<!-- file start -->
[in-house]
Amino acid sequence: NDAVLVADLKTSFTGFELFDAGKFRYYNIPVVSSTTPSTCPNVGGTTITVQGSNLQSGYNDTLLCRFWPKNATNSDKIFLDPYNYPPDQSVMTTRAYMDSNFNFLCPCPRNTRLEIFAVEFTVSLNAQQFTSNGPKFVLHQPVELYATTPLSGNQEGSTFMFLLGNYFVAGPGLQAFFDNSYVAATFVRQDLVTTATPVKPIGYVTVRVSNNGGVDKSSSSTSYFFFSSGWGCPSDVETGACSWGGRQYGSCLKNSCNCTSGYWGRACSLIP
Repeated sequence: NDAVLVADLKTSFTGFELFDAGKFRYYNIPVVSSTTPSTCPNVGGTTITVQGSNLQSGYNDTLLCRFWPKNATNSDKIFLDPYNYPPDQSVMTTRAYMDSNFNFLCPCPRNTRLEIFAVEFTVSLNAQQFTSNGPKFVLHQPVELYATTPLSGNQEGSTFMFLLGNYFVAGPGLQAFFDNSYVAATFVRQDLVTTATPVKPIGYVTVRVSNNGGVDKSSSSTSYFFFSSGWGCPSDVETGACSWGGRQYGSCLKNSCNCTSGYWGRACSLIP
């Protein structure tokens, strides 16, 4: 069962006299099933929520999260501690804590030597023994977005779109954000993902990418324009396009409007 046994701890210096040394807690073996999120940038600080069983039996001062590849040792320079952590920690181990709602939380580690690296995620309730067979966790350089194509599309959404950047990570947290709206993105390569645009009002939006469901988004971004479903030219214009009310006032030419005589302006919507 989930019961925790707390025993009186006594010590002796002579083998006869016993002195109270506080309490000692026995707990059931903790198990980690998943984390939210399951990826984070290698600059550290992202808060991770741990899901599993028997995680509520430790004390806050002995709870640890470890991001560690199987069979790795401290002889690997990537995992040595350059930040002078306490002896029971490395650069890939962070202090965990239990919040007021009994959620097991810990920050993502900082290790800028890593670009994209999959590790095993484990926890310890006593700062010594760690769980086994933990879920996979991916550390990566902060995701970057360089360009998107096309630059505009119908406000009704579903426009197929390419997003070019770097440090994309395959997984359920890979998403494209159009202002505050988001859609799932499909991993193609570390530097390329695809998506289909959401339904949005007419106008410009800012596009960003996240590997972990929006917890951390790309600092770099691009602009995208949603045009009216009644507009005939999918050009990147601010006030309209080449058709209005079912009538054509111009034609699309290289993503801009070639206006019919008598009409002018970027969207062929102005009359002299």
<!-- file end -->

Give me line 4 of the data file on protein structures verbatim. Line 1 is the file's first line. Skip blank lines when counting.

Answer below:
């Protein structure tokens, strides 16, 4: 069962006299099933929520999260501690804590030597023994977005779109954000993902990418324009396009409007 046994701890210096040394807690073996999120940038600080069983039996001062590849040792320079952590920690181990709602939380580690690296995620309730067979966790350089194509599309959404950047990570947290709206993105390569645009009002939006469901988004971004479903030219214009009310006032030419005589302006919507 989930019961925790707390025993009186006594010590002796002579083998006869016993002195109270506080309490000692026995707990059931903790198990980690998943984390939210399951990826984070290698600059550290992202808060991770741990899901599993028997995680509520430790004390806050002995709870640890470890991001560690199987069979790795401290002889690997990537995992040595350059930040002078306490002896029971490395650069890939962070202090965990239990919040007021009994959620097991810990920050993502900082290790800028890593670009994209999959590790095993484990926890310890006593700062010594760690769980086994933990879920996979991916550390990566902060995701970057360089360009998107096309630059505009119908406000009704579903426009197929390419997003070019770097440090994309395959997984359920890979998403494209159009202002505050988001859609799932499909991993193609570390530097390329695809998506289909959401339904949005007419106008410009800012596009960003996240590997972990929006917890951390790309600092770099691009602009995208949603045009009216009644507009005939999918050009990147601010006030309209080449058709209005079912009538054509111009034609699309290289993503801009070639206006019919008598009409002018970027969207062929102005009359002299």